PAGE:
and St. John the Evangelist which is on Upperthong Lane and thus technically in Upperthong and not really in Holmfirth. The Lane United Reformed Church no longer exists except for the cemetery. Bob thought we could park in the bus station lot
Bus station

Bus station

Parking lot by the bus station

Parking lot by the bus station


but you can only park for 2 hours there and I thought the tour would be longer. But Bob said it was only a 45 minute tour and what would they do to us anyway. But we left that parking lot
Exit from the bus station

Exit from the bus station


and parked at the Co-op which had BIG spaces, easy to park in, and used the scooter to get back to the place to take the tour.
Bob paying for parking

Bob paying for parking

Parking

Parking


The sign pointed to the left to the bus station, but we accidentally went into the Methodist church parking lot.
7386859-Church_from_the_road_Holmfirth.jpgHolmfirth Methodist Church

Holmfirth Methodist Church


Dedicated parking for the Methodist minister

Dedicated parking for the Methodist minister


There was a small cemetery behind the church.
7386871-part_of_small_cemetery_Holmfirth.jpgSmall cemetery back of the church

Small cemetery back of the church


The cemetery behind the Holmfirth Methodist Church has some old graves and some memorial plaques to those who died in WWI. Cemetery grave markers are for people who died in the mid to late 1800s. We took some photos - It turned out that this cemetery was already on Find A Grave with most of the memorials already in place. But our photos were enough clearer that I could add full inscriptions to most of the memorials. Someone going into the church saw me taking photos of the war memorials and asked me what I was doing. I just said I was interested in war memorials. He said these had been lying on the ground before they were put on the wall of the church and had gotten discolored. He wasn't having much luck cleaning them.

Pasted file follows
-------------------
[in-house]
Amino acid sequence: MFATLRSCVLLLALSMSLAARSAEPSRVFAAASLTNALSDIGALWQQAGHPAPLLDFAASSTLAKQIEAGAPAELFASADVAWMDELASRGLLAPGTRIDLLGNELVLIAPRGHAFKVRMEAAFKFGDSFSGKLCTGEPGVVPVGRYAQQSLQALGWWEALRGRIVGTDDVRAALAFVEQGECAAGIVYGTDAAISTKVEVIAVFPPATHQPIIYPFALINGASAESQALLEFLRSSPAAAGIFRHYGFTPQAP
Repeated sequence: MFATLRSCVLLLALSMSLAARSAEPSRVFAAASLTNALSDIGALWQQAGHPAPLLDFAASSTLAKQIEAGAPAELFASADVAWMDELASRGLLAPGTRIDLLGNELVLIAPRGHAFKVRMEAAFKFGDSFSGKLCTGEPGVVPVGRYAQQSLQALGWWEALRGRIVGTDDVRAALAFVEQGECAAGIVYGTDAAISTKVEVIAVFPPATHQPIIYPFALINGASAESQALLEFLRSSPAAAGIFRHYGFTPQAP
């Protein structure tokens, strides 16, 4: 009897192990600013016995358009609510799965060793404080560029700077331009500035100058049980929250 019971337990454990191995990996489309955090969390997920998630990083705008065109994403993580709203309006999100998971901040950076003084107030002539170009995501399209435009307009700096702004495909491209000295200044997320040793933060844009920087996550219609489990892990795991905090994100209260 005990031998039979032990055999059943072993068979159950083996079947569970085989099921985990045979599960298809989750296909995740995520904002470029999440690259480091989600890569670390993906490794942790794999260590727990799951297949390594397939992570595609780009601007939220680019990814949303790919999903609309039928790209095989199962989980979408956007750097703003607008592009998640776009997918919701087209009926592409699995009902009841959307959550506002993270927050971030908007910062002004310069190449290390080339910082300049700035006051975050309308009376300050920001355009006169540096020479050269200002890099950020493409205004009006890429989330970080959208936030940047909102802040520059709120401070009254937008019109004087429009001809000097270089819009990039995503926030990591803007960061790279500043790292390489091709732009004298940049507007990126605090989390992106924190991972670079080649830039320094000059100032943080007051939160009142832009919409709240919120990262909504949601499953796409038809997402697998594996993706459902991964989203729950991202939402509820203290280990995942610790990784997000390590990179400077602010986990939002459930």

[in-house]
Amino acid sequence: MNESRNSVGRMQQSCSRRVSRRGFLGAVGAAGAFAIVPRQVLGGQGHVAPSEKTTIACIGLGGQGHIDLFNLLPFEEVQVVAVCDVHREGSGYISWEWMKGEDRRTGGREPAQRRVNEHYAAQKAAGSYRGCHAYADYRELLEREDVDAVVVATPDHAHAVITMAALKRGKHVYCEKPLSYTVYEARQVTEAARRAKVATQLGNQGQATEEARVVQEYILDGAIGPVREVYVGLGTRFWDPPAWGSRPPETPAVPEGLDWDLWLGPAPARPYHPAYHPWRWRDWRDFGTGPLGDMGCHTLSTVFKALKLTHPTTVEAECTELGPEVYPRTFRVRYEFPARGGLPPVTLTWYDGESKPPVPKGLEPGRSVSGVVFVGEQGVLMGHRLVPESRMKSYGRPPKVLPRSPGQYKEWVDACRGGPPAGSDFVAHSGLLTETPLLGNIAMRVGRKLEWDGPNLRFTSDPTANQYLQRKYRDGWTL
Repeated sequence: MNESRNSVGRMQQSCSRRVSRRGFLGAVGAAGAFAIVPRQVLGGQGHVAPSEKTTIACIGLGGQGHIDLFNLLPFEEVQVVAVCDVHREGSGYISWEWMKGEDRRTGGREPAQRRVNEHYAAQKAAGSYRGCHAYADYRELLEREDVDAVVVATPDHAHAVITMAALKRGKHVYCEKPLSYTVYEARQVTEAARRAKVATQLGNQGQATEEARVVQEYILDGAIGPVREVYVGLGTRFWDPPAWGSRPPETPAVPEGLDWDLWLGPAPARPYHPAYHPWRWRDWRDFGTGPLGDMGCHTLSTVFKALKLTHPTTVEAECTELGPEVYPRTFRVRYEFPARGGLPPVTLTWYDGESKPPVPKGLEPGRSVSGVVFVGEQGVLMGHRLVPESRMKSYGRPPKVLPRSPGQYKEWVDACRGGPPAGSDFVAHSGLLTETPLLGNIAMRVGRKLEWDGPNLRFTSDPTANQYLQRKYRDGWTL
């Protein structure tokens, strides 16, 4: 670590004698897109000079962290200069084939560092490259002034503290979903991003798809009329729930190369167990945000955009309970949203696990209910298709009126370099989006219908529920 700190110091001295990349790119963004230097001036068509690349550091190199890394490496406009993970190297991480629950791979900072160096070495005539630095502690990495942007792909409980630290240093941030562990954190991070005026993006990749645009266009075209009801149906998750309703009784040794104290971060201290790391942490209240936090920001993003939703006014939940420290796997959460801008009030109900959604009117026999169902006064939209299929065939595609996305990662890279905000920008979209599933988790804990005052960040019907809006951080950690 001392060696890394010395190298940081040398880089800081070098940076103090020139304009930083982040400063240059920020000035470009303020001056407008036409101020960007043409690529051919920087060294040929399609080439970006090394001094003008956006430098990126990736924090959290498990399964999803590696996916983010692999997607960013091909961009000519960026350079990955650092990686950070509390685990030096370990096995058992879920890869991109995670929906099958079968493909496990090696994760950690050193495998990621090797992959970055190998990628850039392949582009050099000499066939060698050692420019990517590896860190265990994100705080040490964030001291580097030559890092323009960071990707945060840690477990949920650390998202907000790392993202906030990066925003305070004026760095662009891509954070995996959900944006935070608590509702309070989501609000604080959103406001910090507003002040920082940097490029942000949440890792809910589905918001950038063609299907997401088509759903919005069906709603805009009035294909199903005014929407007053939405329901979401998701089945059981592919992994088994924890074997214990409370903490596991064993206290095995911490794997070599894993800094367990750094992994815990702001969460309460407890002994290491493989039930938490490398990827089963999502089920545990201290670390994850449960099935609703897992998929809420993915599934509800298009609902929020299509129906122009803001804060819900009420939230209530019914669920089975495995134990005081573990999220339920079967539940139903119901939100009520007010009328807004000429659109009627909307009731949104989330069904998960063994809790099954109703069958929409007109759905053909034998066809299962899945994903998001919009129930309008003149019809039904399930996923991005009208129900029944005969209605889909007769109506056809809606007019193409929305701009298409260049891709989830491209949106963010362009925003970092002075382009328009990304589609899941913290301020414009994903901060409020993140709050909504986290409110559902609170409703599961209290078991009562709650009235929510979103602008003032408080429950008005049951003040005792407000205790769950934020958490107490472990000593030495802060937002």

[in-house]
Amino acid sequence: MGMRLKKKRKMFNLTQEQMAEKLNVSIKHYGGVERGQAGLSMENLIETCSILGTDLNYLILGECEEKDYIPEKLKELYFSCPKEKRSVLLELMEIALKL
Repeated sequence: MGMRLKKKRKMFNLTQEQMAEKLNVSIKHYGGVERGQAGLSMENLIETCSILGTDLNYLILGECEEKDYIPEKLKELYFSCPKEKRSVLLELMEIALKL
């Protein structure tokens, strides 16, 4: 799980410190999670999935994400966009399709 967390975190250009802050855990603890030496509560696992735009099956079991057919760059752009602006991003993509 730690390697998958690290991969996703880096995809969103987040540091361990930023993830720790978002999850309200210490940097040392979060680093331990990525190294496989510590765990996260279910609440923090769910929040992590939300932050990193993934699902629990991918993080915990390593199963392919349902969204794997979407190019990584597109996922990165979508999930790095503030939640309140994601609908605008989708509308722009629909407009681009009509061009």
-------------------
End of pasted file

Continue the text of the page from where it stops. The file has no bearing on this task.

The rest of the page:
Plaque to WWI dead

Plaque to WWI dead


I've been thinking about it and it seems to me (while Find A Grave can't advocate it or anything) that he might get help from those people that put marble counters into kitchens - surely they have some way to remove stains.

We came out of the back of the church and crossed over the river.
River from the pedestrian bridge in mid March

River from the pedestrian bridge in mid March


In the center of Holmfrith, next to the river is a small park area with flower beds, and paths. It is between Station Road and the Holme River and you can get to it by a footbridge across the river,
From the footbridge side

From the footbridge side

Bob's photo of me